Ryan posted that he was not an NZNO member but supported the strike, declaring: “This is a nursing issue, not a union popularity contest. I do feel that soft negotiations have been the downfall of nursing in general.” His post received nearly 1,000 “likes” and over 100 comments.
Arihia said: “I’m not an NZNO member either, & also support the strike. I left due to the lack of strength & negotiating ability at the most important levels of the union.” Arihia declared that the DHBs and union work in tandem to wear nurses down and “give in to poor offers.”
Michelle said the eight-hour strike “is not enough,” with the timing “a convenience for the DHB.” Nurses will have completed essential morning tasks such as distributing medication, washing patients and serving breakfasts by the time the strike begins.
Aileen added: “Absolutely agree!!! I just wondered how they come up with the time of the strike 1100-1900. My first thought was ‘Is this a joke?’ How will it make an impact???”
Donald criticised the union’s practice of providing LPS, saying “that makes our strike a big joke. They are more full-staffed when we are on strikes!”
The determination of nurses to carry forward their struggle is part of an international upsurge of workers across the globe, including health workers who are standing in defence of patients and society at large as the COVID-19 pandemic continues to rage.
New Zealand nurses, along with other sections of workers, including bus drivers, are in a political confrontation with the austerity agenda of the Ardern government. They are pitted against a treacherous trade union apparatus that does not work in their interests but defends the government and subordinates healthcare to the requirements of capitalism.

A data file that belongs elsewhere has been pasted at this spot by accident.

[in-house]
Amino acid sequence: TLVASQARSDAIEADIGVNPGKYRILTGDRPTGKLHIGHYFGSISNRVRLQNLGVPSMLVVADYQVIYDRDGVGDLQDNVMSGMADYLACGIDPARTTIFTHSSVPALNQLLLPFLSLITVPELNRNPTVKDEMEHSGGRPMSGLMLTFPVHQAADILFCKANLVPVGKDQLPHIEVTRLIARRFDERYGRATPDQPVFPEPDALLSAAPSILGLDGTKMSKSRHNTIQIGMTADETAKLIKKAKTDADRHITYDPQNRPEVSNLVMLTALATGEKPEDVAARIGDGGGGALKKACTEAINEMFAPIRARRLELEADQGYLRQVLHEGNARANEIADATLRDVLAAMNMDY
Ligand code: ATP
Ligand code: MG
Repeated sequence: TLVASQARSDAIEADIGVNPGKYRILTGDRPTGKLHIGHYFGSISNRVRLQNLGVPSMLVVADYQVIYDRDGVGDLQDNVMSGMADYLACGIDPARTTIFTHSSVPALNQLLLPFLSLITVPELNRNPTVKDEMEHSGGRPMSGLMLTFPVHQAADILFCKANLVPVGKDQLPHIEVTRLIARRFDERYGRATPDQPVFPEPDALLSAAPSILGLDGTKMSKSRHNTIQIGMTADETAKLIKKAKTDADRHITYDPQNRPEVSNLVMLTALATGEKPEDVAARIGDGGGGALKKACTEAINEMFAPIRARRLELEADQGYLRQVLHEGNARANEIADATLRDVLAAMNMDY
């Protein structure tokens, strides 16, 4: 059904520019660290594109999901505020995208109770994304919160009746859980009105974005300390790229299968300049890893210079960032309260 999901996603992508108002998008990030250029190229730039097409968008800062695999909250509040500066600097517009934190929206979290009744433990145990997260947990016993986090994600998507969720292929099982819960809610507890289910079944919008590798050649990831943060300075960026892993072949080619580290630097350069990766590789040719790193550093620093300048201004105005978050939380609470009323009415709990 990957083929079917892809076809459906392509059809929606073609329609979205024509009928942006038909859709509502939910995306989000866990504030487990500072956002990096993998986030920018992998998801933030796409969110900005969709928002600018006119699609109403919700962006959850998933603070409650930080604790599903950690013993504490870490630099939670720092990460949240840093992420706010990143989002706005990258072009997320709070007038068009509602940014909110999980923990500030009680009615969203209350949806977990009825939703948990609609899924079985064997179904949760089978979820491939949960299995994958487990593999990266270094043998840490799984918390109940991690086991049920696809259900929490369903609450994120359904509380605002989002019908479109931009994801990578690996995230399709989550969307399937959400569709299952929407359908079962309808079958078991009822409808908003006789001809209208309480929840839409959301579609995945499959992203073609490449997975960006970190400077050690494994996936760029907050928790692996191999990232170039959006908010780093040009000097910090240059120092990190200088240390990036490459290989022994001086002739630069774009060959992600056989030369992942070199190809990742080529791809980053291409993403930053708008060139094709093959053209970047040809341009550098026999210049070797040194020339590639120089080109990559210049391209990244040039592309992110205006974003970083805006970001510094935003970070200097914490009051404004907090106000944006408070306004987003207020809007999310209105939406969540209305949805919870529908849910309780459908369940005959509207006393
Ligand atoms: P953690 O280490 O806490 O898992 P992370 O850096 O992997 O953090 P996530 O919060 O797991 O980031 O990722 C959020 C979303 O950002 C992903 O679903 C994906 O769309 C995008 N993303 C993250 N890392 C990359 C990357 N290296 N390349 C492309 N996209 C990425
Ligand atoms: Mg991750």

The NZNO has imposed betrayal after betrayal over decades. Following the 2018 sellout, which provoked widespread disgust among members and many resignations, the union indulged in a show of blood-letting, including the resignation of its chief executive Memo Musa.
Factional warfare erupted in early 2020 when NZNO President Grant Brookes resigned, along with supporters from the governing board. Brookes, a former member of the pseudo-left group Fightback and Maori nationalist Mana Party, painted himself as the victim of “shadowy forces” within the NZNO.
Brookes, who was central to imposing the 2018 sellout, now hypocritically postures as a rank-and-file “opponent” of the leadership. He represents a section of the leadership alarmed that most nurses see the union for what it is: a tool of the government and DHB managements that is totally hostile to its members. Brookes and others are desperately seeking to hoodwink workers that the unions can somehow be “democratised.”
A measure of the class gulf that separates the union bureaucrats from ordinary nurses can be found in the union’s annual reports. In 2018 the WSWS reported that 28 NZNO officials were paid more than $100,000 a year. Last year, 42 officials were paid more than $100,000, and another 30 between $90,000 and $99,000. That is, 72 highly-paid people have increased their bloated salaries while collaborating with the attacks on working conditions and wages of nurses.
The impasse facing nurses cannot be resolved by substituting one set of “leaders,” or one union, for another. The pro-capitalist trade unions ceased to be genuine workers’ organisations decades ago. They represent a privileged upper middle class layer, which works with big business and the government to suppress the class struggle and impose wage cuts, layoffs and other attacks.
This underscores the urgent need for new organisations—rank-and-file committees independent of the union and controlled by hospital workers themselves—to organise a fightback against austerity by linking up with other workers in New Zealand and internationally. Above all, workers must fight for the socialist reorganisation of society, based on social need, not profit.